I think it's more interesting that they're setting up the intern as a serial killer who worships Dexter as a rockstar not just as a blood spatter expert but as a killer.


Bryan - I wondered the same thing about how Travis could have possibly kidnapped and killed the athiest within the 2 minutes that Dexter was stuck in the elevator. But I think what probably happened is that Travis grabbed the athiest even before him and Dexter went to the school. Dexter left Travis alone for hours in that hotel room, so I think Travis did all his killings when Dexter would leave him in the hotel. Very disappointing season. I wasn't 100% convinced that Gellar was imaginary until last night's episode when they made it blatantly obvious when Dexter and Travis were waiting in the car and Dexter happened to close his eyes and rest his head back right as Travis saw Gellar walk by. After that, I thought, 'you've got to be kidding me'. There's just no way that they had Dexter do that as a coincidence. That was the tipping point for me when I realized that everyone who had predicted Gellar was imaginary were correct. I think I was in denial this whole time about it because I never thought the writers would follow through with something that they were making so obvious from the start. Lets hope next season is better!!

Matt richenthal

@Scott: You make a great point about Fight Club and my simple answer is, no, I did not like that movie for a similar reason. It was certainly done better than this was because this was SO obvious from the second episode of the season, but I am not a fan of overtly manipulating storytelling.
It's a lazy cop out to write scenes with a character who isn't actually there.


"You're wrong about this. I'm a lot smarter than you and I didn't see it as an obvious twist." no, you're blatently as dumb as a sack of hammers.


Although I too felt this was extremely predictable storytelling, hopefully it was meant only as a twist to Dexter and not the viewer. Now the biggest gripe, Dexter leaves Travis alone for 5 minutes and suddenly Travis abducts the atheist prof, hides the body, and comes back to rescue Dexter. Then Dexter drops off Travis and he has time to hollow out the atheist prof, stitch him, set up this elaborate bucket trap, all without Dexter being aware and before the crime scene is discovered. Reminds me of the Saw franchise with insane elaborate traps created in short periods of times with no witnesses.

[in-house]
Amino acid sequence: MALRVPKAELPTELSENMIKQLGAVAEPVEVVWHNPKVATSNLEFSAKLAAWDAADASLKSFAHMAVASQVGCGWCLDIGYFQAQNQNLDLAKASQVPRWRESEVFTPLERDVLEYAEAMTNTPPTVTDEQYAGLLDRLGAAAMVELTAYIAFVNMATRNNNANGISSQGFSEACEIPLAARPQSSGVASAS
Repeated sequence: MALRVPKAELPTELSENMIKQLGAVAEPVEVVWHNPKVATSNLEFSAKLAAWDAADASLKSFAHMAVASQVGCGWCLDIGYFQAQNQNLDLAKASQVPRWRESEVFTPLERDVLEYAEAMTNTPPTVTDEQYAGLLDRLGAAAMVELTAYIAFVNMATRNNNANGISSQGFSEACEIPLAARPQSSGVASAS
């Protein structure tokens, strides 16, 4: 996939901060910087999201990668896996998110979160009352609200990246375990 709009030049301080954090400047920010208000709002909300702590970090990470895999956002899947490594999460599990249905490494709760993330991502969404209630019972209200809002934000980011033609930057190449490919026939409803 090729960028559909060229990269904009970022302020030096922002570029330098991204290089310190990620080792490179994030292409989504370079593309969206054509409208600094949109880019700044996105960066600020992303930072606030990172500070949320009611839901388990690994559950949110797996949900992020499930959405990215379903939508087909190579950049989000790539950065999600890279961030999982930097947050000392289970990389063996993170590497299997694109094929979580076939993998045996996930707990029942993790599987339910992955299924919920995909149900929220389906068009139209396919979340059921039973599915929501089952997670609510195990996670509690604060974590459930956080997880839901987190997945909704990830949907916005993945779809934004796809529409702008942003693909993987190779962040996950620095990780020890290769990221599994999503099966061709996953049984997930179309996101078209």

The only thing i found shocking was that some people managed not to see it coming, probably one of the most obvious twists in TV history. This season has been the most boring of Dexter so far and the religion theme gets duller and less interesting every episode. Last season wasn't great but it beats this one by a mile.




I am curious to read the reviewers opinion of the movie Fight Club - which is a much better comparison. The Sixth Sense, Bruce Willis was as real as any other ghost/spirit that we witnessed during the movie, and he wasn't just part of Haley Joel Osment's imagination. He was a ghost that Osment had to help bring peace to his situation, so he actually was real and present to Osment whose eyes we were seeing the movie from. Fight Club is clearly the better comparison in that Brad Pitt's Tyler Durden was a part of Edward Norton's subconsciousness. We see Pitt and Norton talking to each other, even fighting each other. We see Pitt taking actions that later on we are told were actually done by Norton. Just wondering if you feel that this movie, and book by Palahniuk, is indeed the "lowest form of storytelling" as well.


I too agree that (the show) Dexter is getting slack, but hopefully, the ending to this has opened up a box of a magnificent ending to the last 3 episodes. Hopefully they can get it right. JUST hopefully.